Sep 03, 2017 - Sea Cloud
The Sea Cloud arrived in Ithaca, the second smallest island in the Ionian Sea and home to Odysseus, in the early morning, on a cloudy but warm day. We tendered ashore where the statue of Odysseus was awaiting to welcome us! Ithaca is small and rugged, but still one of the best-kept secrets of our islands, and a place with a long maritime tradition. Vathy, the main port and capital, is a nice, small, quiet town hiding in one of the most concealed and protected natural bays of Greece—in the old days it kept it hidden from the pirates but nowadays only from the strong winds. It’s a tiny port, but many sailboats prefer it and come to enjoy the sweetness of the land and the legends associated with the cunning king Odysseus, the “man of many devices”.
We drove along the windy roads of the northern part of Ithaca and Mount Neritos. The landscape was green, full of low vegetation but also pines, olives and cypress. We drove past the beach where Odysseus landed after 20 years away from home, fighting in Troy for 10 years and then wandering in the seas—and the arms of various women—for another ten, and we made it up to the Monastery of Kathara, founded in 1696. The view from the elevation of 1800 feet down to the south and the Bay of Vathy was spectacular! Lord Byron had also visited the precincts, but there was very little from the original buildings because of a disastrous earthquake in 1953. However, we did see the miraculous icon of the birth of the Virgin Mary in the main church that was loaded with votive offerings in the form of jewelry or silver and bronze plates with representations of objects, body parts or people for whom the dedications were made. Chandeliers, candle holders and a small silver ship hung all over the ceiling.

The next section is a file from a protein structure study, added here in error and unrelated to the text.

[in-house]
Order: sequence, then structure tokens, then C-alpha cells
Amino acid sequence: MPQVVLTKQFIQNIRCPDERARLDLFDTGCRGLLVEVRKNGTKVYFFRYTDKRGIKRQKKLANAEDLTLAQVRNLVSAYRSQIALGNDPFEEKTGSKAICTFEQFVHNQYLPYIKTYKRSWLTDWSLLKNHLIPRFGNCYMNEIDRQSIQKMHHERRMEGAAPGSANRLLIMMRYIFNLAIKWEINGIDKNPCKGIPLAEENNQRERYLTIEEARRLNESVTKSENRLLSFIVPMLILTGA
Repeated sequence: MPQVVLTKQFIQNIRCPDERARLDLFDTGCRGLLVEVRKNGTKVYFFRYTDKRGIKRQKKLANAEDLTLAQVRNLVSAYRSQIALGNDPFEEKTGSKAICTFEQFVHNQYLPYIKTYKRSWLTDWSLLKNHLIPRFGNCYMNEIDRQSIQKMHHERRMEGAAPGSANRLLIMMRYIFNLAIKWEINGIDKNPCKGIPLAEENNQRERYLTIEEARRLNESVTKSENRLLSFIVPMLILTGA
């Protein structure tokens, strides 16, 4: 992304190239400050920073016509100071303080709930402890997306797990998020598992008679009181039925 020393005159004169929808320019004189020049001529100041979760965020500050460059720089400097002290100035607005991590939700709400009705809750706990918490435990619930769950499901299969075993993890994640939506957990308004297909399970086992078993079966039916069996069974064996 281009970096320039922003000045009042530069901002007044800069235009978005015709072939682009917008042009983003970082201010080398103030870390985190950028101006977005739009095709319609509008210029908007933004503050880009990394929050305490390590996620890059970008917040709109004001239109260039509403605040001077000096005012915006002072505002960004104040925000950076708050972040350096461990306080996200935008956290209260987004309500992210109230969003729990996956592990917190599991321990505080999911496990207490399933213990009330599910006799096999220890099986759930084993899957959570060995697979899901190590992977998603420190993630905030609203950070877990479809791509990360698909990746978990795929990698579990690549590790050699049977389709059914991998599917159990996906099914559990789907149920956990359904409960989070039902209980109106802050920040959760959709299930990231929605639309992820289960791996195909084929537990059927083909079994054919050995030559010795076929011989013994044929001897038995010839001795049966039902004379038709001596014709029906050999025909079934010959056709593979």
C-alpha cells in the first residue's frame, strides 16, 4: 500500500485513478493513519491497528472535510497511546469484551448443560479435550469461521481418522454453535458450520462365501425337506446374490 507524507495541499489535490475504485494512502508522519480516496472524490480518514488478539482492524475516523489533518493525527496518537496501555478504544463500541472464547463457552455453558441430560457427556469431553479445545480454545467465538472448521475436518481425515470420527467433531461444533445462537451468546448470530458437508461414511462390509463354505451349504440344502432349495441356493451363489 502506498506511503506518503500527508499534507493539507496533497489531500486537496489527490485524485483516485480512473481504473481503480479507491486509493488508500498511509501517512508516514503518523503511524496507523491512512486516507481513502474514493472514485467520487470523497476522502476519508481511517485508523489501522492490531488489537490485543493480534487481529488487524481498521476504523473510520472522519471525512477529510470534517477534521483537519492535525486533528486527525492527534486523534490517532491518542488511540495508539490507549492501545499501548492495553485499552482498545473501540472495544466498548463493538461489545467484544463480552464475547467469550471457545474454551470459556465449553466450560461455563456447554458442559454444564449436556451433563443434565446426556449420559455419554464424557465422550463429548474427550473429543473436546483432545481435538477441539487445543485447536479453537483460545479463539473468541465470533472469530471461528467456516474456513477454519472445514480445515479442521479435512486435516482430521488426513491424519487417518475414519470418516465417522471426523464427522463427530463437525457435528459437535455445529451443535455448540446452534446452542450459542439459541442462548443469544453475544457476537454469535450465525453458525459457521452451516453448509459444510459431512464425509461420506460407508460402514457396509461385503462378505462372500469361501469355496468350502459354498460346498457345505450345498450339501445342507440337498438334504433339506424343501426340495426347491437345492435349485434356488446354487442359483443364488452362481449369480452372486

Our picturesque drive continued through the village of Anogi and we enjoyed the 12th-century Byzantine church of the Virgin Mary and its original frescoes, which in this case survived the earthquake! A few minutes later we reached Stavros, the second largest town on the island with 250 inhabitants. We stopped in the central plateia (square) with the main church, the Greek kafeneia (cafes), a map of Odysseus’ journey and a bust of the man himself. Stavros is very close to what some archaeologists believe are the ruins of Odysseus’ Palace—in other words, a Mycenaean 13th-century palace complex, and possibly the very home to which Odysseus strived to return, while his faithful wife Penelope with her son Telemachus were trying to keep the suitors away from the throne.
After enjoying our Greek coffees, juices, and local sweets like ravani, baklava and kantaifi, we drove back to Vathy, always following the road on the steep slopes of the mountain and enjoying spectacular views of the neighboring island of Cephalonia, the island of Captain Corelli’s Mandolin. The day continued with a wonderful sailing as the Sea Cloud headed for Albania.
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